PIMCO sees higher global growth

admin | 苏州桑拿
14 Aug 2019

Pimco has joined the chorus of global investors turning bullish on global growth prospects, saying the Trump administration’s war on trade is “more symbolic than real”.
SuZhou Night Recruitment

The global bond fund manager has raised its growth forecast to between 2.75 and 3.25 per cent (a rise of 0.25 per cent on both the lower and upper estimates from December).

This is due to lower-than-expected risks of a global trade war, weakened expectations of economic upheaval in China, lower expectations of US inflation and optimistic signs on European populism after the failure of far-right candidate Geert Wilders to oust the political establishment in the recent Dutch election.

The major downside risk to the Pimco forecast is the monetary tightening taking place around the world.

“With improved growth and inflation prospects, exhausted central banks are likely to move closer to the exit from ultra-accommodative monetary policies,” wrote Pimco’s Joachim Fels and Andrew Balls.

“And it’s not certain whether highly leveraged private and public borrowers around the world will be able to keep dancing when the music stops.”

At the moment, the Federal Reserve’s statements have prepared the market for two further interest rate cuts this year.

But that’s not including the impact of the US administration’s much-mooted fiscal stimulus plans, which leaves open the possibility of the Fed rapidly changing its tune.

However, Pimco does expect this stimulus to be smaller than previously expected, and to not be finalised until early 2018.

“Repealing and replacing Obamacare will keep Congress busy for a while, and comprehensive tax reform will take time and is hard to do given the rising opposition to the border adjustment tax from the adversely affected importing industries and in the Senate. Thus, any fiscal boost is likely to be smaller and come much later.” Deals, not war

In Europe, expectations are for the European Central Bank to scale back its asset purchases by early 2018.

This “raises the spectre of sharp adjustments in euro-area sovereign yield levels and peripheral sovereign spreads over Bunds”.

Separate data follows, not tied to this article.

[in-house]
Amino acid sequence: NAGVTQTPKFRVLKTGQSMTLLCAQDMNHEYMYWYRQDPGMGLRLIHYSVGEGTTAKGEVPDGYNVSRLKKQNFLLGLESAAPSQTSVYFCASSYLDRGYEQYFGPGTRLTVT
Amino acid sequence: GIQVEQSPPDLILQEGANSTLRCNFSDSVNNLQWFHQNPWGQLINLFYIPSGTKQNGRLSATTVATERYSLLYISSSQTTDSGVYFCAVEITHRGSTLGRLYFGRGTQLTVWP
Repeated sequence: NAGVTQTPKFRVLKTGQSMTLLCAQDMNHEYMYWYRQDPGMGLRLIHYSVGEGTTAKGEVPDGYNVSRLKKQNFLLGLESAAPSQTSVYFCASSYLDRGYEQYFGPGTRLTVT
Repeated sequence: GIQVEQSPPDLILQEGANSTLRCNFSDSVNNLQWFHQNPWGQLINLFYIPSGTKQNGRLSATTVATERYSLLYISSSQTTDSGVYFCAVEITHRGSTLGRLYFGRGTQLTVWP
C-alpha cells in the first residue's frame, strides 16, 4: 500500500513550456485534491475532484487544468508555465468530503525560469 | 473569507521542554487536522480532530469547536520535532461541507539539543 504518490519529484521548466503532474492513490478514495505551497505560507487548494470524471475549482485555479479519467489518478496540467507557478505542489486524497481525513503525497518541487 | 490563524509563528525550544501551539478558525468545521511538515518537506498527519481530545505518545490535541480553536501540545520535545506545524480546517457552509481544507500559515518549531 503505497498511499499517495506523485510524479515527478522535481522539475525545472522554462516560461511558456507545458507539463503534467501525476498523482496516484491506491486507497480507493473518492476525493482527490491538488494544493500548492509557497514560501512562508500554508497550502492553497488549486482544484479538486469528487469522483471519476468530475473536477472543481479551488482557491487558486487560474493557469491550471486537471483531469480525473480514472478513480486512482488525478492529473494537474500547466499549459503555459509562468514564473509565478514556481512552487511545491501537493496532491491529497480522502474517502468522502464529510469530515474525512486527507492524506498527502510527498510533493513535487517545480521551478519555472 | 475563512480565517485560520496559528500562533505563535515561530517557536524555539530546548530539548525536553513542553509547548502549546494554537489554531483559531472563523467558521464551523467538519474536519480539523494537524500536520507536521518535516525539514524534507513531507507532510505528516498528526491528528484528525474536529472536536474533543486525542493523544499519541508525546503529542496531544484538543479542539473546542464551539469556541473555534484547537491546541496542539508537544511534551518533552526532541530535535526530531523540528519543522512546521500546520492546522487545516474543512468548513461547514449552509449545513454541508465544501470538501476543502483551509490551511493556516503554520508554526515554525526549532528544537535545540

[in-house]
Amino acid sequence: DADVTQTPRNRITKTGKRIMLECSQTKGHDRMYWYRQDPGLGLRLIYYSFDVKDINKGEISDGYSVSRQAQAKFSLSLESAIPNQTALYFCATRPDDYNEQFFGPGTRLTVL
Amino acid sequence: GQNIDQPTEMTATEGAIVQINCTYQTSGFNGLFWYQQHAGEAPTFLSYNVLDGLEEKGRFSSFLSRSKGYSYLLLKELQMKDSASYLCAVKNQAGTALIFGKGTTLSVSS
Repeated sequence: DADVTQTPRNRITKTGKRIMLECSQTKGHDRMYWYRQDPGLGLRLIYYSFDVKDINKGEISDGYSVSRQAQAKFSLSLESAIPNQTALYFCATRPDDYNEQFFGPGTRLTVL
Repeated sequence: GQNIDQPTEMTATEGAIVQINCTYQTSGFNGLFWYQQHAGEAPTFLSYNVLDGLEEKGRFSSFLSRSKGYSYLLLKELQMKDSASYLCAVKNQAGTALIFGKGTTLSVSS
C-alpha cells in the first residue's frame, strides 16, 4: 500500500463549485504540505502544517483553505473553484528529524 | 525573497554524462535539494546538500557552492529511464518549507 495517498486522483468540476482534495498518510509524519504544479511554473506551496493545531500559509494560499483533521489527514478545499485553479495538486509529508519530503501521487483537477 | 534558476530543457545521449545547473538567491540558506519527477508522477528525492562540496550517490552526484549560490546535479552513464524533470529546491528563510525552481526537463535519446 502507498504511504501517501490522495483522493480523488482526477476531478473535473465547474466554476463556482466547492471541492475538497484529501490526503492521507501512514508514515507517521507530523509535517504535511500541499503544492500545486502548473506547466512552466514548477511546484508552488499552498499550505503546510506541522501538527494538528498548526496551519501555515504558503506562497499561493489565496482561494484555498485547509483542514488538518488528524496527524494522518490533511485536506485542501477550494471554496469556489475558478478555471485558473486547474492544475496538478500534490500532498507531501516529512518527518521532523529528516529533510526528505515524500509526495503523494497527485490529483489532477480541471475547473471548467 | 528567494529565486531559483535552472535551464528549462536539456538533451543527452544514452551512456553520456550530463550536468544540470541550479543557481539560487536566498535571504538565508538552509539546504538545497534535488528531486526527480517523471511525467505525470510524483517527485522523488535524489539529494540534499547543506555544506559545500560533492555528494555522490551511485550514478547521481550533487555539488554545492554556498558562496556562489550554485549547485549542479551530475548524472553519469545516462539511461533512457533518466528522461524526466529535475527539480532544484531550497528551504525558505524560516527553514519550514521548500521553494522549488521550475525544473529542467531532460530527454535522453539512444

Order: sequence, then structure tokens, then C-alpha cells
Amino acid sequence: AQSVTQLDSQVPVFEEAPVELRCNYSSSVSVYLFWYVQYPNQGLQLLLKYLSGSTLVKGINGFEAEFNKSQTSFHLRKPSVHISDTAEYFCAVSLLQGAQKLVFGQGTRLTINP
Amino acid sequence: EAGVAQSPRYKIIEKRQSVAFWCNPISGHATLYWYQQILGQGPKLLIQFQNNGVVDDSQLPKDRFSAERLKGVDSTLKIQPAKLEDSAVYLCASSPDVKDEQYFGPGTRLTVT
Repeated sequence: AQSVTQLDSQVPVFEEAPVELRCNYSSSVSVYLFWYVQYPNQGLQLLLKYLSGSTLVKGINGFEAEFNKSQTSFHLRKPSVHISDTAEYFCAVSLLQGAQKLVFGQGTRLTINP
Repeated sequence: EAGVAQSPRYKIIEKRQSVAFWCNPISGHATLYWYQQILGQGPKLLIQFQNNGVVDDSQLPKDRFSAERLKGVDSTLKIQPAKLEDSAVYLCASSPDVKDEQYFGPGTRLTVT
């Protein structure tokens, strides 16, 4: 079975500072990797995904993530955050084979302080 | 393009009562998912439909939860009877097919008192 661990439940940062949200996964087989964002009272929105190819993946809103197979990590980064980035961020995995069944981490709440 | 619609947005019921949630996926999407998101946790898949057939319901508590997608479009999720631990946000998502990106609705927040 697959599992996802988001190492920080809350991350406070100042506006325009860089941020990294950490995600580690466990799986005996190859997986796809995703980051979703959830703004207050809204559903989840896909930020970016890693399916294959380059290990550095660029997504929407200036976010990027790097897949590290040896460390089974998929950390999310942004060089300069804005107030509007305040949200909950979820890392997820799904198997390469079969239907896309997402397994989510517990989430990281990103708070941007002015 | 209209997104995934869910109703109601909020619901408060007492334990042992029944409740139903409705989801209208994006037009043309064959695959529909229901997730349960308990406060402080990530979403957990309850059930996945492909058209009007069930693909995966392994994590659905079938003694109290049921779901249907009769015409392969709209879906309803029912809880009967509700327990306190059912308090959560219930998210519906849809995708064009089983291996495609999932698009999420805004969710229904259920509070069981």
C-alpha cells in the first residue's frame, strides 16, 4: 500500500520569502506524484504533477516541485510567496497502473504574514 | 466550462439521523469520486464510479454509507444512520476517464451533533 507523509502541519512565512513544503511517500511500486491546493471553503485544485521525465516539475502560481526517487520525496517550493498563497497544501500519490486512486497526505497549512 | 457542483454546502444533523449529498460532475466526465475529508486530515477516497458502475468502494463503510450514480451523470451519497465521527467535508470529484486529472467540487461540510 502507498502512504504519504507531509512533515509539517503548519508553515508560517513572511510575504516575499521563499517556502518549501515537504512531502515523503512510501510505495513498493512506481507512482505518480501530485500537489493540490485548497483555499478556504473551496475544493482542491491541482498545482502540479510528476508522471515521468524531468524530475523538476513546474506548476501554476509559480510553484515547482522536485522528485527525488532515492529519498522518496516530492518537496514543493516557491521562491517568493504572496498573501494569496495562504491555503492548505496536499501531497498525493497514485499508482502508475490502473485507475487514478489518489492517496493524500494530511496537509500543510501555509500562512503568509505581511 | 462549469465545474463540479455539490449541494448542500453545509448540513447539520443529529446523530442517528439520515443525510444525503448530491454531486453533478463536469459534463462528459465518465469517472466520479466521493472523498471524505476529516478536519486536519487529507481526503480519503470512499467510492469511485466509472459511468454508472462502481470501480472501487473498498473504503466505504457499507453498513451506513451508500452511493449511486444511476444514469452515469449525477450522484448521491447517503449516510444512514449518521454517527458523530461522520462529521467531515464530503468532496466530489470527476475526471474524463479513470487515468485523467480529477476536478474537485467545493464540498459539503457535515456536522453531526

Pimco’s shrugging off of the odds of a trade war is counter-intuitive, given the G20, at the urging of the United States, removed a phrase signalling its commitment to fight protectionism over the weekend.

Mr Fels told Fairfax Media the removal of the phrase was “no surprise given the protectionist leanings of the Trump administration”. But he played down its impact.

“We expect the administration to push trading partners like China for more market access for US companies rather than imposing high tariffs or naming China a currency manipulator. Trump wants to strike deals rather than starting a trade war.”

Key to Pimco’s reduced expectations on trade risks is what the administration hasn’t done despite the opportunity to do so.

Despite antagonistic rhetoric, the administration hasn’t sought to impose trade sanctions through executive orders, suggesting, Pimco’s analysts write, “that President Trump’s statements on tariffs may be more symbolic than real”.

Pimco’s head of n portfolios Robert Mead told Fairfax Media the n economy was somewhat out-of-sync with this global picture.

“Our housing market has been very strong, but is likely to slow in terms of new developments. The n consumer is excessively levered, so the RBA has limited degrees of freedom in terms of adjusting policy settings,” he said.

“Commodity prices have boomed, but the flow through to n companies and the broader n economy is limited. That leaves us with a less robust labour market, sluggish wages growth and an economy growing below potential.”

Comments are closed.